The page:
Dear ECN community,
Perhaps it is time for a history lesson. Why does ECN exist and
are we keeping true?
ECN was founded because the previous structure started getting
too "institutional" and unflexible. It had officers, who once in
place wanted multiple terms, that ran things. They wanted to
become important, powerful, represent the community to the outside
world, and affiliate the group with others where they would be the
representatives. They wanted to host programs similar to what
Derek is talking about, and to "run things." ECN was created in a
revolte to escape these tendencies, and in fact was formally free
of the ability to be like that for two decades. More recently,
ECN has converged towards the type of organization it was created
to escape. We have by-laws, a bank account, officers serving
multiple terms, inter-organizational affiliations created by those
officers and represented there by those officers, and now
suggestions (not from the officers) for hosting programs. Those
who do not learn from history are condemned to repeat it.
This is not a reflection on individuals, our officers are nothing like the ones that got a hold of the ESA Standing Committee on Systematic Resources, but neither were the officers of the SCSR before the ones that caused the problem. At one time that group put well over a hundred people in their meeting rooms, so our current success is no protection from further convergence unless we think about where this is going. ECN was created to foster interaction within our community, it was never intended to be powerful.
[log in to unmask]" type="cite">-DerekVery timely information for a paper I'm writing. Thanks Nico & everyone!This is all excellent to hear. A GenBank for specimen data is an idea that needs to be kept alive!Just to clarify my suggestion regarding SysEB - no physical infrastructure would be needed. Datasets can be uploaded directly from an author's computer into GBIF's servers (as presumably happens with the Canadensys solution). All that should be needed is someone to mediate/help the process (and encourage authors to share their data!)
On Tue, Sep 13, 2016 at 5:23 AM, Norman F. Johnson <[log in to unmask]> wrote:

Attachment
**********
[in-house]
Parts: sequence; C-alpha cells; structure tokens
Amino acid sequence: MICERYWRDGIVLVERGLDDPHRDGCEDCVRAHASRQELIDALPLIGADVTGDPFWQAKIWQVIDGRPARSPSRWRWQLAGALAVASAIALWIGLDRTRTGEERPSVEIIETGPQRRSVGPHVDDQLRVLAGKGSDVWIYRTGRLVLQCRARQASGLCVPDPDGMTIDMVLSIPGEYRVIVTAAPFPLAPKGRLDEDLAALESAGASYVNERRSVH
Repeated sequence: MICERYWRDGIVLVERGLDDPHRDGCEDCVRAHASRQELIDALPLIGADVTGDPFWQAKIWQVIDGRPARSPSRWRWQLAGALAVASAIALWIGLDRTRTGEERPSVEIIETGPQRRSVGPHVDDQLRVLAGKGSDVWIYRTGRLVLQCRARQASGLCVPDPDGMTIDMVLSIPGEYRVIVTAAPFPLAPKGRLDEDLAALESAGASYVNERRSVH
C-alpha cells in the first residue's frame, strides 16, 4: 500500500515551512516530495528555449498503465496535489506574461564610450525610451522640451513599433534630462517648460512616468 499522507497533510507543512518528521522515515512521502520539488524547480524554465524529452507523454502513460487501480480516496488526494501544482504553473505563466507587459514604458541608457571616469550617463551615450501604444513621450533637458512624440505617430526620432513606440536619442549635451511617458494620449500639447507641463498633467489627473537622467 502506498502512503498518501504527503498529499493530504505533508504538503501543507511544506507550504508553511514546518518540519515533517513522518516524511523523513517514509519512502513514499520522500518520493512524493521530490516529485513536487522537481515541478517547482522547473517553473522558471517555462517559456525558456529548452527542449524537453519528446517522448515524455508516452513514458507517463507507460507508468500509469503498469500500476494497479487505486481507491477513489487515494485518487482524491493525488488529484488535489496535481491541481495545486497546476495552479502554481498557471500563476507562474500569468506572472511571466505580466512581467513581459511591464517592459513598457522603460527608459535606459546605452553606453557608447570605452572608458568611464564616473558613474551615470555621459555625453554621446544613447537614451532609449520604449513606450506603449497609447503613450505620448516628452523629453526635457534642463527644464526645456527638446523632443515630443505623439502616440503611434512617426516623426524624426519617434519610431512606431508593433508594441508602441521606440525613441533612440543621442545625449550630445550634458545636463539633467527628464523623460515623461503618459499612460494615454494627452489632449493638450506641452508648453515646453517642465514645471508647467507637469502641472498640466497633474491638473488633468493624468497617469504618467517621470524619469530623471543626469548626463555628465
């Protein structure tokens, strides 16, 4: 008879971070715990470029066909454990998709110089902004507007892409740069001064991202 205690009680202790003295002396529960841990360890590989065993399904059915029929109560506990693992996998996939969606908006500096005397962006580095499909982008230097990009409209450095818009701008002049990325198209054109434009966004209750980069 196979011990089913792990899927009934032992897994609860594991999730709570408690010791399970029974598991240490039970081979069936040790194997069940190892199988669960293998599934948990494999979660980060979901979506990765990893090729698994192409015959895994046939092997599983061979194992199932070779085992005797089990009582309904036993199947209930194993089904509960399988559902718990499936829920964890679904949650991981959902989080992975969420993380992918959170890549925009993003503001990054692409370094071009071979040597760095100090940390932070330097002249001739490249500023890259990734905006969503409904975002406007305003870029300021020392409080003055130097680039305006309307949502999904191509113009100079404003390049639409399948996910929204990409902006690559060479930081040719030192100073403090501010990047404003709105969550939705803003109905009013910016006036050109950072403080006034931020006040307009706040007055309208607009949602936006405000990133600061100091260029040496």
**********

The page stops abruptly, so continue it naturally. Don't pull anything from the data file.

The xBio:D database at Ohio State has hosted data originating from a large number of other collections for many years now. This began with our taxonomic work: simply stated, almost none of the collections from which the specimens came had a data portal. So we've had to do it ourselves, all the while citing the institution that actually holds the material in question. As an extension, we now also serve as the physical repository for other institutions, a logical extension of the same issue. With the appropriate IPT the role of OSU is (or should be) entirely transparent to a user going through something like GBIF or iDigBio. This seems to me to be an old issue that has been solved many times.
On the suggested issue of centralization, it seems to me that organizations such as SysEB are not a good choice. It lacks stability in personnel, funds to maintain such an operation, and the physical infrastructure to take on the long-term commitment needed.
On 9/13/2016 9:02 AM, Dikow, Torsten wrote:
I am publishing material examined lists from taxonomic revisions, with specimens originating from several natural history collections some of which upload their data GBIF and some don’t, through an IPT instance installed at my institution. As you will see (http://collections.nmnh.si.
edu/ipt/), this GBIF IPT has several data-sets and among them the huge occurrence data-set from the entire NMNH collections.
I try as much as possible to utilize the original institutional unique specimen identifier by asking the curators to send these labels to me before attaching my “personal research identifier” as every single specimen needs to fulfill the Darwin Core Triplet during GBIF validation (institutionCode, collectionCode, unique identifier).
Twelve years back, Rudolf Meier and myself lobbied for a specimen depository from taxonomic revisions similar to GenBank (http://dx.doi.org/10.1111/j.